Ensenada in Baja California is becoming increasingly popular between cruise ports and tourists alike. The warm tropical climate and perfect growing conditions make this a hotspot for winemakers and wine lovers.
Not only that what pairs well with great Mexican food? Wine of course!
Let’s take a look at the deep history that lives in these valleys to contribute to the culture of Mexico’s wine country.
Many European colonizers are credited with starting the first vineyards in these lush valleys. For this exercise, I'm going to give it to Juan de Ugarte who planted some first grapes in the Baja California area. He may have introduced Spanish fruits to these lands, but the Cochimi were the ones who “developed a Fairly complex agricultural system”. These practices plus the great climate and beautiful weather create the perfect ecosystem for ingredients to thrive. When the Russian influence covered this area, most of these grapes were used to make brandy. Soon however they got into winemaking. Not only did they bring fancy grapes, but the Russian settlers also brought Mediterranean food to the valley.
Ensenada became more of a tourist destination in the 1990s when winemakers across the region start at the annual grape harvest fiestas in August every year. As a quick day trip from San Diego, it's a great location for Southern California weekend getaways or a port day on a cruise ship.
You may know that Valle de Guadalupe produces 90% of all Mexican wines. Most of these wineries are family-owned businesses. The grapes best known to grow in this environment are Petite Sirah and Malbec, but there is plenty of variety for everyone. This makes for a multitude of flavors and tastes suitable for anyone's liking. The reds from this region are full-bodied, with fruity tastes and a bite of saltiness at the end. The whites are sweet and crisp, with rich history and unique taste.
Whether you’re in Ensenada for a day or for a week, these 10 wineries will give you an in-depth look at the history of the valleys and a good time for wine connoisseurs everywhere.
$$ (646) 178 3333
Av. Miramar 666 Downtown area. Ensenada, Baja California.
Cava Miramar, in Ensenada, is just one of three Bodegas de Santo Tomas locations but holds the title for the oldest winery in the Baja region. The first vineyards were planted in 1791 at the Misión de Santo Tomás de Aquino. When the winery went commercial, they chose a name to pay tribute to its historical past. The city’s winery takes the top spot for TripAdvisor’s #1 Thing to do in Ensenada. A lot of tourists come to this spot to enjoy the wines, food, and sights of the city.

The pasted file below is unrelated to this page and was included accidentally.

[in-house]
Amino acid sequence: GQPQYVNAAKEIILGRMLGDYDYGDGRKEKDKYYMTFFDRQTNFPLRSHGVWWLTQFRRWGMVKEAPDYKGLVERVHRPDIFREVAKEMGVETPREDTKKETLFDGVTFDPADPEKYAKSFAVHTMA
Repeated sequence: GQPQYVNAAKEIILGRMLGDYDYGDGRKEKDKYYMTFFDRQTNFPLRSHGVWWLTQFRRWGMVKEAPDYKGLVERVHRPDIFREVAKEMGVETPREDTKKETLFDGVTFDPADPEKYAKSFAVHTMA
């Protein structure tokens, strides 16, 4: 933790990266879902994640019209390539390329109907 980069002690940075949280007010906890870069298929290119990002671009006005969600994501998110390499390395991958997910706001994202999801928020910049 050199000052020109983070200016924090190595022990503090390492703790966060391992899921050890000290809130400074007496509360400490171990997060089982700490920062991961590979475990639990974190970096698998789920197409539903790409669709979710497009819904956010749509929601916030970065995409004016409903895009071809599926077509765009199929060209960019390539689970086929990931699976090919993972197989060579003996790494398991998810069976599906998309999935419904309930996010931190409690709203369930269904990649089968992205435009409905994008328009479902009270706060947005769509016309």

Officially established in 1888, the winery itself lives in the Valle de Santo Tomás instead of the Valle de Guadalupe, like a lot of local wineries are located. Its southern location has a cooler climate, which lengthens the ripening period of the grapes. This leads to 130 years of great wine and incredible service.
$$$ 52 646 155 2094
Parcela A-1 S/N, Valle de Guadalupe
22750, Ensenada, Baja California, MX
Established in 1997, Adobe Guadalupe’s beautiful architecture attracts tourists and locals alike for premium wine tastings and reservations for an exquisite dinner and their sit-in dining room. If you're still hungry but not looking for a full meal, you can always visit their on-site food truck which offers sandwiches, salads, and tapas. Make sure to take a look at their pomegranate and olive tree gardens as well as the rows and rows of grapevines
The Vineyards are also very proud of their Azteca horses. These incredible Sporthorses compete and win International competitions. Read from an American Quarter Horse and An Andalusian stallion, the Azteca sport horse is known for its incredible jumping and eventing skills. They are extremely intelligent, safe, and beautiful animals.
Adobe Guadalupe is also dedicated to making your stay in Baja California the most memorable one yet. They offer lodging in their beautiful hacienda, up to 2 people in a room. The complimentary wine tasting and full breakfast are included with their packages.
$ 52 646 156 5267
Av. Cerrada Cerro Gordo No. Exterior: 270. El Campestre. 37150
The founding pioneer of winemaking in Baja California was a man named Hugo D’ Acosta. No, as this family-inspired project grew and after 25 years, Casa de Piedra still going strong with unique wines that are characterized by their origin (“Casa de Piedra”). Vino de Piedra almost has a salty taste to it.